SoftBank is the Nasdaq whale that drove up tech stocks with options bets

SoftBank made significant option purchases during the run-up in the U.S. stock market in recent weeks as a way of temporarily investing some proceeds from asset sales, people familiar with the matter said on Friday.

Investors had been speculating about the ‘Nasdaq whale’ conducting massive options purchases. Now, sources tell the Wall Street Journal that SoftBank purchased some $4 billion in options contracts controlling $50 billion worth of tech shares.

The trades were revealed just as Wall Street’s runaway technology-led rally came to a screeching halt, with the Nasdaq plunging 5 percent on Thursday and dropping another 2.5 percent on Friday. 

The index remains well above its March lows, and SoftBank’s positions are not believed to have caused the drop-off, which most market watchers are calling simple position squaring.

In August, SoftBank Chief Executive Masayoshi Son had announced a new investment management subsidiary that would park excess cash from a massive asset sale program in liquid stocks.  

In August, SoftBank Chief Executive Masayoshi Son (above) announced a new investment management subsidiary that would park excess cash from asset sales in liquid stocks

Though the details of SoftBank’s position’s are not entirely clear, traders tell the Journal that the mystery whale has been making mammoth purchases of call options on tech stocks such as Amazon, Facebook, Netflix and Microsoft – positions that could have suffered greatly in this week’s reversal. 

Call options gain in value when prices rise, while puts rise when prices fall. 

‘These are some of the biggest trades I’ve seen in 20 years of doing this,’ derivatives-focused US hedge fund manager told the Financial Times, which first reported SoftBank’s options activity. ‘The flow is huge.’ 

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SoftBank’s derivatives purchases could shed light on the Nasdaq and S&P 500 rise just two days ago to record highs, which seemed to put the coronavirus sell-off in the rearview mirror.

In August, SoftBank Chief Executive Masayoshi Son had announced a new investment management subsidiary that would park excess cash from a massive asset sale program in liquid stocks.

In total, SoftBank injected roughly $4 billion building up stakes in Inc, Netflix Inc, Tesla Inc, Microsoft Corp and Google-parent Alphabet, according to regulatory filings.

A five-day view of the Nasdaq tech sector shows the sharp drop on Thursday and Friday

SoftBank bought a roughly equal amount of call options tied to the shares it bought, according to the Journal. Investors typically pay premiums to buy call options, which give them access to a much higher amount of shares on paper.

SoftBank’s options of $4 billion generated an exposure of about $50 billion, according to the WSJ report.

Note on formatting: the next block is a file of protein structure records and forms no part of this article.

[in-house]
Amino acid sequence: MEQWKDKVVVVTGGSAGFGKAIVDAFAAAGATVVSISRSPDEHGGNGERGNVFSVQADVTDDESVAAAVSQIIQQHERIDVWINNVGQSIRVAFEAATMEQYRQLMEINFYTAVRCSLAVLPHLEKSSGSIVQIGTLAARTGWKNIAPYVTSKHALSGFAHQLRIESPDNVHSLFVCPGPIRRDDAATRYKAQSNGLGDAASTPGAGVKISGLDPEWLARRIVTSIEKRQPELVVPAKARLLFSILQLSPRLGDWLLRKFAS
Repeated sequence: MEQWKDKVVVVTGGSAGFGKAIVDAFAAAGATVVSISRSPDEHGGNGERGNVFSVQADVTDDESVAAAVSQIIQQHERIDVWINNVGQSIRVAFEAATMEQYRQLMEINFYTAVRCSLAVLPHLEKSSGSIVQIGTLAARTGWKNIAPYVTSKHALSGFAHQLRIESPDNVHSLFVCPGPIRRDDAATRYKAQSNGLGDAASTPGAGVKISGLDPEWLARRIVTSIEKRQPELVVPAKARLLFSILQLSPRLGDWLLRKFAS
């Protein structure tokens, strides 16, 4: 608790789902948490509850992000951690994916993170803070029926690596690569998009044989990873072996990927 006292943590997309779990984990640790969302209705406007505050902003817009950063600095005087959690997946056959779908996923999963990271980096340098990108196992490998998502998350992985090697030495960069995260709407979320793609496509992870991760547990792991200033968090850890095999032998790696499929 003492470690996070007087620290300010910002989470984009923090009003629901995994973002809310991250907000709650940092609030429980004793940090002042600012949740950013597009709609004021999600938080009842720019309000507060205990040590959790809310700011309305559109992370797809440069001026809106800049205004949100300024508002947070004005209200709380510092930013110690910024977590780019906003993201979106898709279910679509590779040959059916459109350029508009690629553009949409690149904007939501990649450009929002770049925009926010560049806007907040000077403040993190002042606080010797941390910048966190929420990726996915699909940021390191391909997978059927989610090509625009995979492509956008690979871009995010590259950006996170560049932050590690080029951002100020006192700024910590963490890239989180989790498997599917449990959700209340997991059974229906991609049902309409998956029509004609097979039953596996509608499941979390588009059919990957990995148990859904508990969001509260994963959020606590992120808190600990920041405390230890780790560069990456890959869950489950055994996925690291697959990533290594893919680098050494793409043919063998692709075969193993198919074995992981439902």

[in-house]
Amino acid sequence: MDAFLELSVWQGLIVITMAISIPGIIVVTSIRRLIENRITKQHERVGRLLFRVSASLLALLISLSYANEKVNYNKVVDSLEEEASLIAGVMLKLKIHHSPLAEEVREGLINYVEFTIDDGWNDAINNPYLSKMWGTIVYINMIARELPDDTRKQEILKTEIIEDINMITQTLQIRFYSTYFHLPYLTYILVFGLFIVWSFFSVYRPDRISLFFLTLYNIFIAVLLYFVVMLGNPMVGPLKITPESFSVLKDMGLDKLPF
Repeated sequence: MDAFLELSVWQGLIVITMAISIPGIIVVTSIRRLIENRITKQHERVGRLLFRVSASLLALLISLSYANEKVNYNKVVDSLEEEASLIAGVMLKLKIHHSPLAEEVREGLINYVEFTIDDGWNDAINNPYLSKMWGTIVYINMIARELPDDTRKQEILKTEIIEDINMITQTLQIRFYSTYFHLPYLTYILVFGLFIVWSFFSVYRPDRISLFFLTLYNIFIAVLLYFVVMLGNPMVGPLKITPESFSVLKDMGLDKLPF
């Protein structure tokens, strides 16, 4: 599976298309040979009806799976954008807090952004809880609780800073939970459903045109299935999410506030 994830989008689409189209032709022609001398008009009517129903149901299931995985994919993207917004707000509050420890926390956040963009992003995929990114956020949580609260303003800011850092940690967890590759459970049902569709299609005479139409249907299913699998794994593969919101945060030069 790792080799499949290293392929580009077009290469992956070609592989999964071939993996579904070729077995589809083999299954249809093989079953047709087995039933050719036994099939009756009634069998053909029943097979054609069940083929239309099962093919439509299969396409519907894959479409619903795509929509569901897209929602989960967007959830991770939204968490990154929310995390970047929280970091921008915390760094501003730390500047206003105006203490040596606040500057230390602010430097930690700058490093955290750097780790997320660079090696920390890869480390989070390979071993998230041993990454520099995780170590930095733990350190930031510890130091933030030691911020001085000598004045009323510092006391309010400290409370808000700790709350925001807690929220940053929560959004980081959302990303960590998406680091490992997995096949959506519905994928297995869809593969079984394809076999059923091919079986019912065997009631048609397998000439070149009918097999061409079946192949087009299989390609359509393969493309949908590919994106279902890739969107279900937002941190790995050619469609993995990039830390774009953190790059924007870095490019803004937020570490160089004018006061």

So far, SoftBank has spent roughly $10 billion buying shares. It has also spent more buying derivatives in U.S. stocks, the sources told Reuters. The Financial Times first reported on these derivative purchases on Friday.

But market players were unable to gauge the extent to which Softbank’s derivative purchases contributed to recent gains. Nor was there strong evidence that the end of the buying could have triggered the stocks tumble on Thursday and Friday.

Raymond James market strategist Ellis Phifer said the buying by SoftBank would have helped push up shares of tech companies in recent months, although the stocks were benefiting from other trends. The extra demand from SoftBank ‘would have created a positive feedback loop,’ he said.

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SoftBank has received $42 billion in cash from a string of recent asset divestments, including the sale of stakes in its Japanese telecommunications unit, wireless carrier T-Mobile US and Chinese e-commerce giant Alibaba Group.

The latest bet on publicly listed tech stocks represent a departure for SoftBank.

It has been under pressure from hedge fund Elliott Management to use this cash to pay down debt and buy back shares, after its attempt to raise a second $100 billion Vision Fund struggled because of the lukewarm investment performance of its predecessor and faltering bets .

SoftBank has been temporarily investing some of the proceeds from the asset sales in the U.S. stock market before returning it to shareholders and paying down debt.

A SoftBank spokeswoman declined to comment.

Reuters could not immediately determine what options strategy, or combination of put options and call options, SoftBank used. Hedging around the purchase and sale of options can magnify moves in the underlying market.

Buying options can be a cheaper way of investing in an underlying security than direct purchases. But selling uncovered options can be extremely risky. Options prices are determined by factors such as how far away the strike price is, the time to maturity and how volatile the markets are.

The main indexes on Friday were recoiling from the all-time highs hit midweek. The Nasdaq was on track for its biggest two-day fall since March as investors dumped heavyweight technology stocks, while concerns around a patchy economic recovery also hit the S&P 500 and the blue-chip Dow.

‘If SoftBank was selling puts its a very dangerous strategy. The big questions are – the scale of what they were doing and are they selling puts to buy calls – because that’s when you get embedded leverage,’ said Michael Purves, founder and CEO of Tallbacken Capital.

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